By Andrea Zelinski
Some straight-ticket voters have reported that voting machines recorded them selecting the candidate of another party for U.S. Senate, exposing a potential problem with the integrity of the state's high-profile contest between U.S. Sen. Ted Cruz and Congressman Beto O'Rourke and leading good government groups to sound the alarm.
Several Democratic voters, for example, have complained the voting system indicated they were about to cast a vote for Cruz, a Republican, instead of Democrat O'Rourke as they prepared to send it. Some said they were able to get help from staff at the polling place and change their votes back to what they intended before finalizing their ballots.
Most of the 15 to 20 people who have complained to the state so far said that their straight-ticket ballot left their vote for U.S. Senate blank, according to Sam Taylor, communications director for the Secretary of State. A spokesman for the Texas Civil Rights Project said the group has received about a half dozen complaints, mostly of Democratic straight ticket voters whose ballots erroneously included a vote for Cruz, and one Republican straight ticket voter whose ballot tabulated a vote for O'Rourke.
The problem occurs on the Hart eSlate voting machine when voters turn a selection dial and hit the "enter" button simultaneously, according to the state. Eighty-two of the 254 counties in Texas have these machines, although complaints have only come from Fort Bend, Harris, McLennan, Montgomery, Tarrant and Travis counties, according to Taylor
The issue with the eSlate machine first surfaced in the 2016 presidential election. The Secretary of State's office described it as user error at that time, and said the same of this year's problems in an advisory sent to election workers issued this week.
"It does pop up from time to time," said Taylor. Voters should "double and triple check and slow down" before casting their ballots, he said.
Although the state sent the advisory, the Civil Rights Project contends that more should be done to ensure voters understand the potential for wrongly recorded votes.
The group is pushing the state to post advisories to inform voters at the polls about the problem, and how to detect it.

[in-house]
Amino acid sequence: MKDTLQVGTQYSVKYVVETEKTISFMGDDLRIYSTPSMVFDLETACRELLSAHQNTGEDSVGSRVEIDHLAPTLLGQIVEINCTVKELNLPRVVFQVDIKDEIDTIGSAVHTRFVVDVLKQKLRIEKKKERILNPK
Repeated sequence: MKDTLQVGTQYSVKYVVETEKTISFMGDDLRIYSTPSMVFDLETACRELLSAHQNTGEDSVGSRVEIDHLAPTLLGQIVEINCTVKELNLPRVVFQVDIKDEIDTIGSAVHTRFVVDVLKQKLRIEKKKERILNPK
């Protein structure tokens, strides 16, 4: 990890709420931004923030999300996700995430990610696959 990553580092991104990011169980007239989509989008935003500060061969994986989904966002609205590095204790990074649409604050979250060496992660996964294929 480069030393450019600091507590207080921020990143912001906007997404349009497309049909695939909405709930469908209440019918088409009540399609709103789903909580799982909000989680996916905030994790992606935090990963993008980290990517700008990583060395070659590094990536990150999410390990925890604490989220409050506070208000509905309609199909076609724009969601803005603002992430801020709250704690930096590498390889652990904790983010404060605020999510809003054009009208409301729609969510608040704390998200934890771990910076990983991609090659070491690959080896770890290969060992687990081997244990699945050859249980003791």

"This is not an isolated issue but a symptom of a wider breakdown in Texas's election systems," said Beth Stevens, the organization's voting rights director. "Texas voters should have full confidence that when they use a voting machine they are indeed casting their ballot of choice."
The Hart eSlate voting machines in Texas were last certified in 2009, meaning most of this equipment is at least that old, Taylor said. Upgrading the machines is costly: $50 million would just cover costs to upgrade machines in Harris, Dallas and Tarrant Counties, he said.
"It wouldn't even put a dent" in the cost of upgrading machines statewide, Taylor said.
Harris County officials have echoed that the issue is a voter error and not a problem with the machines. Some voters who have tried to cast a straight ticket ballot for Republicans have also found the machine erased the vote for Cruz and records no selection for U.S. Senate.
"It reinforces how vital it is for every voter to carefully review their selections before casting the ballot to ensure it accurately reflects who you want to vote for," read a statement from the Texas Civil Rights Project on Thursday. "Triple check your ballot before casting it."
Bexar County uses a different brand of voting machines, but complaints from concerned voters are still coming in amid concern for voting problems with the Hart eSlate machines, said elections administrator Jacque Callanen. When voters cast straight ticket ballots, the machines leave blank any race in which their favored party doesn't have a candidate, she said.
"Every time we have a straight party election, we have that confusion," said Callanen.
This is the last major election Texans will have the choice to vote straight ticket. The Legislature opted to ban the practice beginning in the 2020 election.
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